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The passion flower has a story to tell

Published in the McAllen Monitor, March 4, 2023

Story and photos by Anita Westervelt, Texas Master Naturalist

Corona de cristo, Passiflora foetida, is a passion flower native to south Texas. The thin leaves and slender vine stems appear delicate, but don’t be fooled, they’re hardy. It’s not uncommon to find new plants coming up along farm fields and scrub brush in early spring.

The fresh leaves are light green, trefoil shaped and tissue paper thin, becoming sturdier as the plant matures. New plants about five inches tall can be gently dug up and replanted where they are safe from mowers and farm equipment. A good place is along a chain link fence or other support. Many naturalists and native plant experts believe that rescuing native plants with the intent to promote species continuation is a plus for the habitat.

Corona de Cristo, Passiflora foetida (Photo by Anita Westervelt)

What is breathtaking about this particular passion vine is its exquisitely unique flower. Viewed laterally, it is an architectural delight. Scientifically, those features show several layers: The white petals, the sepals, are undergirded by sepal awn – a needle-like appendage under the sepal tips. The lavender fringe-like petals are the corona filaments; rising from the center is an adrogynophore, a short, dark red column that supports five symmetrical filaments with hinged, pollen-laden anthers. A bulbous ovary sits atop the filaments base surrounded by nectaries; a three-pronged style and stigmas complete the top.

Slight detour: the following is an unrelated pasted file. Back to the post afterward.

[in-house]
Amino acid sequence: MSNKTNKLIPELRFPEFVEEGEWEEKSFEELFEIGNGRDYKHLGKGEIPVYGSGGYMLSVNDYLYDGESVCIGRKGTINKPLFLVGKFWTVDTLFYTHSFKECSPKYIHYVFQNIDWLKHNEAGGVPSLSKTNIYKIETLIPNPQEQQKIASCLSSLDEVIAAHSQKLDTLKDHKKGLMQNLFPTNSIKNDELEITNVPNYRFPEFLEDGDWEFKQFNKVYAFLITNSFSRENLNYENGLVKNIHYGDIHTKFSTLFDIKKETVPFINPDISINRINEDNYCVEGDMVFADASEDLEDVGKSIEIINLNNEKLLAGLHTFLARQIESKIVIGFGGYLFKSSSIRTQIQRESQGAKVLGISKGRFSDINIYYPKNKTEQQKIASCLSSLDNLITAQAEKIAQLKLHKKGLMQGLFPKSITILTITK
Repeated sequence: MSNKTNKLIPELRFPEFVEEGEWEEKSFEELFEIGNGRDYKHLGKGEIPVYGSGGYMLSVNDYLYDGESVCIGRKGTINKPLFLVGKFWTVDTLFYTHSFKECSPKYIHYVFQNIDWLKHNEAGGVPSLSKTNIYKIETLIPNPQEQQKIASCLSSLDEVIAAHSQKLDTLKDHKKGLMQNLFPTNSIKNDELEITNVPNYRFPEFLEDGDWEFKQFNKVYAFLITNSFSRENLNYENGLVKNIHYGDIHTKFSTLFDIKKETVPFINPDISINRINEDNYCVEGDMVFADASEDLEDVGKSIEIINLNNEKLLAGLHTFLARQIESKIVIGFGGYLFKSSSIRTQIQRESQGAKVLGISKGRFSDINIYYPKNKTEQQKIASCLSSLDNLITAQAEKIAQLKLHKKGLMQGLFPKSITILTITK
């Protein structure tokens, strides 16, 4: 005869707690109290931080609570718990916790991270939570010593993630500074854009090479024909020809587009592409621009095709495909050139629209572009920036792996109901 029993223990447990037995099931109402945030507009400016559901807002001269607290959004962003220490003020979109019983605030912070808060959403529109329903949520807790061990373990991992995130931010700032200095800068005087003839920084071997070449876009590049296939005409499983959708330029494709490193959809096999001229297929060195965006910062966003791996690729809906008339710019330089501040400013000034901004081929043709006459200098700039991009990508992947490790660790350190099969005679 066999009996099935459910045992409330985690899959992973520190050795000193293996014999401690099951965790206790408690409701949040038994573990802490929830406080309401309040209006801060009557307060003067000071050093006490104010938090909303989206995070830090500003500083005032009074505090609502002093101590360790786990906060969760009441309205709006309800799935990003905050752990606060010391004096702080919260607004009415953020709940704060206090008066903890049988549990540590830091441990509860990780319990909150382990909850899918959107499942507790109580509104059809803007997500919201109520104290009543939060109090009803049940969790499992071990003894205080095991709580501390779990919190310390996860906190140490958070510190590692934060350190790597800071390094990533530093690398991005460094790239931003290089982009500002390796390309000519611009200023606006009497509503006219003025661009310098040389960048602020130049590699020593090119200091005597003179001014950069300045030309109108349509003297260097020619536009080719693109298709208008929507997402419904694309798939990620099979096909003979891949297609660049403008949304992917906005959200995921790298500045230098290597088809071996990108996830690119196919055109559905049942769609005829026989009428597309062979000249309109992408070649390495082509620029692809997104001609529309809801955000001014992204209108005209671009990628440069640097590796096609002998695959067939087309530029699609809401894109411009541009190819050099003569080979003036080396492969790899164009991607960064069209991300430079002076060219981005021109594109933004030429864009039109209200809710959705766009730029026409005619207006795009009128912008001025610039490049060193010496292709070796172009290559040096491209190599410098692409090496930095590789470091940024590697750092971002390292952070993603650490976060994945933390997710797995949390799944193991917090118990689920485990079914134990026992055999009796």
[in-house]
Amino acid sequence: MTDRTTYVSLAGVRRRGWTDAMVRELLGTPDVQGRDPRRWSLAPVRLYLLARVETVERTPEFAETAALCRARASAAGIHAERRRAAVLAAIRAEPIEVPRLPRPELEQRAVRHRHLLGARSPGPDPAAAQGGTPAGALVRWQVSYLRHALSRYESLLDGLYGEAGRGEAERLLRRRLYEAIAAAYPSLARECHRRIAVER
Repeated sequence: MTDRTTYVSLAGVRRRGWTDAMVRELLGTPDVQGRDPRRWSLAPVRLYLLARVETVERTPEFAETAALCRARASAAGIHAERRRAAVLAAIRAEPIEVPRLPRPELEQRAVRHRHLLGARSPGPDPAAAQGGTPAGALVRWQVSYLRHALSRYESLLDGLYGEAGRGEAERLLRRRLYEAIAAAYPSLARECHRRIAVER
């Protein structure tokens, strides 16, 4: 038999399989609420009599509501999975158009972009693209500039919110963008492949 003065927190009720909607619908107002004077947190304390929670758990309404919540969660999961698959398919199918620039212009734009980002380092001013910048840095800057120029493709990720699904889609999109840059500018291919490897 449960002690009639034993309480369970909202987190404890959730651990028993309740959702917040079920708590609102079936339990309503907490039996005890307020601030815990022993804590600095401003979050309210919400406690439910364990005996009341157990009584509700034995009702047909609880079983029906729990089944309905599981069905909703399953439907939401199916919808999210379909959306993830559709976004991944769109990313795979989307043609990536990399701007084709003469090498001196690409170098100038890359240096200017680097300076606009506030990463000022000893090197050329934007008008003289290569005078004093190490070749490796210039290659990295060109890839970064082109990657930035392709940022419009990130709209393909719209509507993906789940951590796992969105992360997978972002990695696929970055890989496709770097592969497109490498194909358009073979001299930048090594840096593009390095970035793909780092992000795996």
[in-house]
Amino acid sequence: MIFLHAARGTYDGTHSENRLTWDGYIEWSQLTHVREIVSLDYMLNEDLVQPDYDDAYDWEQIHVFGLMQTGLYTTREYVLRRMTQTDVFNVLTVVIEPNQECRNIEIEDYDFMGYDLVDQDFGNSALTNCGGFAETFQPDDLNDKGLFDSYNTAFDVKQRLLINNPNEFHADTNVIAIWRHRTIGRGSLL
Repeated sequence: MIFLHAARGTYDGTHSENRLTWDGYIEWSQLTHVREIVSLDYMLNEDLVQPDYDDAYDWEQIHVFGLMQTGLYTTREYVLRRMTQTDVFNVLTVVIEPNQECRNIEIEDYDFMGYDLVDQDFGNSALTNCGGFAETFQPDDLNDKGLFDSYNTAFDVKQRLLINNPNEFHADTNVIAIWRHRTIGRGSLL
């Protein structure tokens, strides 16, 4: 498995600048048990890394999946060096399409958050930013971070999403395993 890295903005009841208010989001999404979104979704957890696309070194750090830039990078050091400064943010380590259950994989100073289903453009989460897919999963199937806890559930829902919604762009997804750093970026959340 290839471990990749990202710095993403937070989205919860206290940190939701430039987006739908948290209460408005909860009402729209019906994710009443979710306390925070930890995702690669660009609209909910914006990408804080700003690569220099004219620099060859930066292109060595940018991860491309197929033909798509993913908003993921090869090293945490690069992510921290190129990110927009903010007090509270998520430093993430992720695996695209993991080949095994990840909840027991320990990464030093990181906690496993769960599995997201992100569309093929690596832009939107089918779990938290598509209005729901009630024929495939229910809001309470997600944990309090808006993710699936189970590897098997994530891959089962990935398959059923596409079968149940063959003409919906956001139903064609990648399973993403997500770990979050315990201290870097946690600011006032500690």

For all its amazing design, the flower is busy for only a short time. Open before sunup, nocturnal ptiloglossa genus bees and eyed dysodia moths are still busy gathering pollen and nectar along with early morning Western honey bees. The flowers begin closing before noon, leaving a one-inch ball wrapped in fringed calyxes. Seeds develop within this structure in a gelatinous pulp. Birds eat the fruit and help distribute seeds.

Ptiloglossa genus bees on Passiflora foetida (Photo by Anita Westervelt)

Eyed Dysodia Moth on Passion flower. (Photo by Anita Westervelt)

Passion flower is more than a pretty face, its value doesn’t end when the flowers close. It is a larval food plant for Gulf and Mexican fritillary butterfly caterpillars. My first experience with this vine was when I came nose to nose with an orange dragon-like caterpillar with black spikes, munching on a leaf of passion vine that had travelled through the branches of a young tree. When the caterpillars enter their final stage, they hook onto the vine or fence and form a chrysalis that looks like a dead leaf. I unwittingly kept my eye on a dried leaf for a couple of days before I spied an actual chrysalis, which I checked each morning until the butterfly emerged.

Gulf Fritillary caterpillar on Passion Flower leaf (Photo by Anita Westervelt)

Gulf Fritillary butterfly on Crucita (Photo by Anita Westervelt)

The passion flower has its own ancient story: Roman Catholic priests in the late 1500’s, believed that the petals, rays and sepals symbolized the crucifixion of Christ, historically known as the Passion of the Christ, according to a link at The flower's five petals and five petallike sepals were thought to represent the 10 apostles who remained faithful to Jesus throughout the Passion. The circle of hairlike rays above the petals suggested the crown of thorns that Jesus wore on the day of His death, the three stigmas symbolize the three nails, and five anthers represent the five wounds.

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